About the time Barbara annoyed everyone in the house with her relentless Where's Johnny question, Zander's constant slurping and ice-crunching crawled under my skin. "It's empty."
He took one last noisy sip and stood, blocking my view. "I'm gonna get a refill. You want one?"
"No. Christ!" I bent and twisted to see around him while he countered every move with a grin. I didn't want to admit it, but that grin always caused my brain to cloud. Hell, having him within a ten-foot radius caused a huge case of head fuzz. But to be clear, I wasn't the only mountain dweller who found that smile, or that accent, hot.
"Suit yourself. Be back in a sec." He gathered up some empty wrappers and went out the door, creating a quick flash of light in the room.
Once he left, it didn't take long for the dark to fold me into its arms as the moans on the screen grew louder. When a particularly menacing zombie ate Barbara, I let out a tiny yelp–even though I knew it was going to happen. My face heated, and I looked around, happy no one witnessed. I'll go with coward for $500, Alex.
Sinking deeper into my seat, I watched the whole house get taken over by zombies, my heart pounding and the hairs on my arms standing at attention. Two minutes alone and I was already freaked out.
I gripped the armrests, stealing a glance at the exit. My nails dug into the plastic. Leaving was the obvious remedy, but my legs refused to walk toward the door. A zombie eating black and white brains filled the screen. Screw this.
I was out of there whether my legs were ready or not. Yes! Fight or flight still in perfect working order.
Zander was right. I had issues.
I planted my feet on the cement floor and tensed to run. As I hopped up, my arms refused to come with me. I made the mistake of looking down.
What the…? The armrests curled around my hands, the plastic ends separating into thin, spider-like fingers. I screamed, trying to yank my hands away, but the armrests became stronger, forming rows of fingers that encased the whole length of my arms, burning them. Tears flooded my vision, the pain branding my skin.
Panic turned into terror when the theater filled with whispers that brushed through my hair like wind and hit me in the face like an open palm. The whispering slipped into my throat when I opened my mouth, gagging me while it pushed me back into the seat. I struggled as the chair sucked me in and gasped for enough air to yell, the sound coming out as a grunt. My head stayed glued against the seat, my scalp searing as I tried to yank it free. Then the movie stopped playing. Total darkness swallowed me, the blackness stealing the last drops of my courage. No matter how hard I tugged, my arms refused to pull free. I strained to turn my head toward the exit, but it stayed nailed to the chair. All I could do was look forward and try to relax my arms to stop the burning.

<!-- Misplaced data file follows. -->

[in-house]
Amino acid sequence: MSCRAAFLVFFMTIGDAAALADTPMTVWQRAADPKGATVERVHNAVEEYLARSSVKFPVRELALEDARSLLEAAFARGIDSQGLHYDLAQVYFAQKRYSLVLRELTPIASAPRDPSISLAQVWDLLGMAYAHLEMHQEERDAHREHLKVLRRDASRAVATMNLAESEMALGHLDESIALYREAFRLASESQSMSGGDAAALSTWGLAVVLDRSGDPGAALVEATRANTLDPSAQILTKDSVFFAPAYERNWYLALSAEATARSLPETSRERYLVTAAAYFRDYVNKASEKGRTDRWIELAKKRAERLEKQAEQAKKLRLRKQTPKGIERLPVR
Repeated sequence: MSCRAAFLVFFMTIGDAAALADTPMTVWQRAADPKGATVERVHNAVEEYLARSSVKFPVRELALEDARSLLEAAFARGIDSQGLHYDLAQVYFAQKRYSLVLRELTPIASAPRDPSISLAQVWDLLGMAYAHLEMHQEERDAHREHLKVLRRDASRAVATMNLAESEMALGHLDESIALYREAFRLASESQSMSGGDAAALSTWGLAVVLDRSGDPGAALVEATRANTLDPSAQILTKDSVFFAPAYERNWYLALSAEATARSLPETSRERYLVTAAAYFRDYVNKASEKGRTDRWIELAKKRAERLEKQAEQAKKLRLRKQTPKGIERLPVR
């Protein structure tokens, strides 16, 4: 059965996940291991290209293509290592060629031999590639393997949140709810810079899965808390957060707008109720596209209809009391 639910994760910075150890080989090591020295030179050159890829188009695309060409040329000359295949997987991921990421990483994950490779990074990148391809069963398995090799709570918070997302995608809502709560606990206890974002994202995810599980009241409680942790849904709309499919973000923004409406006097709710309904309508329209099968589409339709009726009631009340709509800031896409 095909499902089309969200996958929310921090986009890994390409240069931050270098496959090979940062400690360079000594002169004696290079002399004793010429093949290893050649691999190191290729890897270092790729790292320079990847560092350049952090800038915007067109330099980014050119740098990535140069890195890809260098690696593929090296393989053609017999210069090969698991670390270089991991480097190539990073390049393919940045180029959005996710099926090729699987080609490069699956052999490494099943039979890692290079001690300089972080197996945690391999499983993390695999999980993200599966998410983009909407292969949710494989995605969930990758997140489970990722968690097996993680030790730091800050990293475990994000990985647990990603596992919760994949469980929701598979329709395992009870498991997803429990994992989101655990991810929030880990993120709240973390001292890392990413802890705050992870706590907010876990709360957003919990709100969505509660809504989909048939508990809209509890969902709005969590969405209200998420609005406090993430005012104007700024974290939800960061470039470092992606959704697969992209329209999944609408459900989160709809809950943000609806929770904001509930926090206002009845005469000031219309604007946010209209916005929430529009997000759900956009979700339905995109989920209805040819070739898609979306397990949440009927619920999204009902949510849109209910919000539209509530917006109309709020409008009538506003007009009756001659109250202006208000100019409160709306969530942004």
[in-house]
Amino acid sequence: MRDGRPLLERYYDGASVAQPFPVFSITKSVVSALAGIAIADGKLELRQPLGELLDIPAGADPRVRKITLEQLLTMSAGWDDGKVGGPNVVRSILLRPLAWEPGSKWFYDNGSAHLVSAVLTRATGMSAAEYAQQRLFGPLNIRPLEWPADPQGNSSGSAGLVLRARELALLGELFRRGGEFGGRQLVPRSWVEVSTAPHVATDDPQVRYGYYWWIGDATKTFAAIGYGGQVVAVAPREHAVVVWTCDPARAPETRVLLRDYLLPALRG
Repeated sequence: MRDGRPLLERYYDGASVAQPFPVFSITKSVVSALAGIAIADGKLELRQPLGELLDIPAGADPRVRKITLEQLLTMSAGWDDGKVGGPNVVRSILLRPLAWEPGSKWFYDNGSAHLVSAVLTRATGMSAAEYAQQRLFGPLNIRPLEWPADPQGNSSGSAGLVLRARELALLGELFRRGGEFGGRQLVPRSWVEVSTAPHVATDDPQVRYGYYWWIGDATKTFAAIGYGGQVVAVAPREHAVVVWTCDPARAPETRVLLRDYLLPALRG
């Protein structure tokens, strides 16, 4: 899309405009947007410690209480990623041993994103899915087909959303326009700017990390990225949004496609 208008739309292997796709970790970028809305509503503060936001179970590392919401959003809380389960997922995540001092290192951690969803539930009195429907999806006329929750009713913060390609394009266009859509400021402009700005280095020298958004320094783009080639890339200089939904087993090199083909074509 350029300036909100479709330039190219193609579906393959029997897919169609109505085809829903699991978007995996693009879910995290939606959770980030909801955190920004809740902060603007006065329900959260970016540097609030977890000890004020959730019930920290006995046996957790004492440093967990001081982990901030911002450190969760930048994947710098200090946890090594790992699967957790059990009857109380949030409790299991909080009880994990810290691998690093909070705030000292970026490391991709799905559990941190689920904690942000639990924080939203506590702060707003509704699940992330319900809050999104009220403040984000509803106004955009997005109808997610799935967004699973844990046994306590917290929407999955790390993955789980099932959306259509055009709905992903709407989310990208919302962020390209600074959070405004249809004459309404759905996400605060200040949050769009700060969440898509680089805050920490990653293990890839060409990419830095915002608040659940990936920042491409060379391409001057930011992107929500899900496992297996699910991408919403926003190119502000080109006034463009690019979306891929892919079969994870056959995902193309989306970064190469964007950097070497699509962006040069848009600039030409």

The whispers grew quieter, and the hold it had on my head weakened when I stopped moving. I cleared my throat. "Zander!" My arms loosened a fraction.
"You always smell like apples and flowers." She inhaled deeper, making it hard for him to breath. "It's our orchard." The strain of control made his voice a whisper, and against his better judgment, he bent to kiss the top of her head, allowing his lips to linger in the softness of her hair. "Our orchard? Is that where we're going?" She craned her neck, and green eyes shot him straight in the heart. Mouth dry, he said, "Somewhere better."
"What about you? You immortal or something?" His eyes hardened, the smile turning a little dangerous. "No, I'm just really good at staying alive."